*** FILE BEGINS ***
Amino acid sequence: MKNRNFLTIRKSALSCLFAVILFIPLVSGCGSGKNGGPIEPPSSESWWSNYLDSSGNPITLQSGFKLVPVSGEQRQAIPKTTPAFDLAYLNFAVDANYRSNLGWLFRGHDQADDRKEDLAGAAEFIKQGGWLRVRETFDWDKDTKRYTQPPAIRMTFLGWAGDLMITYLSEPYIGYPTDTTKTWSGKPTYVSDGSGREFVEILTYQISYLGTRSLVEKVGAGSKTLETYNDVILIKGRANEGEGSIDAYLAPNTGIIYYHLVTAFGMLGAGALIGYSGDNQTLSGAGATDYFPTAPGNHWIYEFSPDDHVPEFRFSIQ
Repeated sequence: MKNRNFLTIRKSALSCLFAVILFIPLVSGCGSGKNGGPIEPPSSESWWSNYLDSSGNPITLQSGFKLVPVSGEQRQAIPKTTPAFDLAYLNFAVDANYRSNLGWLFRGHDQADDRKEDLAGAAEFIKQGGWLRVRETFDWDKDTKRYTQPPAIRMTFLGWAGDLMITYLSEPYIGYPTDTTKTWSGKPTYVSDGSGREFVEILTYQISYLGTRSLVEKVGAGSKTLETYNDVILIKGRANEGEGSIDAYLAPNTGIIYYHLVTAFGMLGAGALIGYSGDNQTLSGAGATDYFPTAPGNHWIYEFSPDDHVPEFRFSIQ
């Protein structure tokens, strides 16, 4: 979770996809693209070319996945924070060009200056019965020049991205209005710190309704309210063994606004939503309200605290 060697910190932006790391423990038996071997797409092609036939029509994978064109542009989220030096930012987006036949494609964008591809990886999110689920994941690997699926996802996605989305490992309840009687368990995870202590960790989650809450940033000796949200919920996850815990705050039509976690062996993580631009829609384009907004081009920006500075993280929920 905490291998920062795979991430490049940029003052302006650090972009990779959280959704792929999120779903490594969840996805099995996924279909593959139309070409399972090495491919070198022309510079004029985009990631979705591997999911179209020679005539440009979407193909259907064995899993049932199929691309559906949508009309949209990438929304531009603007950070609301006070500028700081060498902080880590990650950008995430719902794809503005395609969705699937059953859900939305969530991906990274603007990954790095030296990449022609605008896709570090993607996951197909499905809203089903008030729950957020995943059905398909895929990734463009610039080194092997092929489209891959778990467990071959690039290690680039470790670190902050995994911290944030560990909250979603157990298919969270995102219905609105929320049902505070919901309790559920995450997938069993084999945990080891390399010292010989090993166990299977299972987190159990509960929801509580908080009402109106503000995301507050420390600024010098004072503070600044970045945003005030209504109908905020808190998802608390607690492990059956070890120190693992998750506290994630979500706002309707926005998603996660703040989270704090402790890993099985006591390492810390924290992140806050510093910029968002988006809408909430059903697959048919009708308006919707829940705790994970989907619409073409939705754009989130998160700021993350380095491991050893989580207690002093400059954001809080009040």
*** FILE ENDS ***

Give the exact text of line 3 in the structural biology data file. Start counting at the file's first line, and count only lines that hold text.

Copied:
């Protein structure tokens, strides 16, 4: 979770996809693209070319996945924070060009200056019965020049991205209005710190309704309210063994606004939503309200605290 060697910190932006790391423990038996071997797409092609036939029509994978064109542009989220030096930012987006036949494609964008591809990886999110689920994941690997699926996802996605989305490992309840009687368990995870202590960790989650809450940033000796949200919920996850815990705050039509976690062996993580631009829609384009907004081009920006500075993280929920 905490291998920062795979991430490049940029003052302006650090972009990779959280959704792929999120779903490594969840996805099995996924279909593959139309070409399972090495491919070198022309510079004029985009990631979705591997999911179209020679005539440009979407193909259907064995899993049932199929691309559906949508009309949209990438929304531009603007950070609301006070500028700081060498902080880590990650950008995430719902794809503005395609969705699937059953859900939305969530991906990274603007990954790095030296990449022609605008896709570090993607996951197909499905809203089903008030729950957020995943059905398909895929990734463009610039080194092997092929489209891959778990467990071959690039290690680039470790670190902050995994911290944030560990909250979603157990298919969270995102219905609105929320049902505070919901309790559920995450997938069993084999945990080891390399010292010989090993166990299977299972987190159990509960929801509580908080009402109106503000995301507050420390600024010098004072503070600044970045945003005030209504109908905020808190998802608390607690492990059956070890120190693992998750506290994630979500706002309707926005998603996660703040989270704090402790890993099985006591390492810390924290992140806050510093910029968002988006809408909430059903697959048919009708308006919707829940705790994970989907619409073409939705754009989130998160700021993350380095491991050893989580207690002093400059954001809080009040």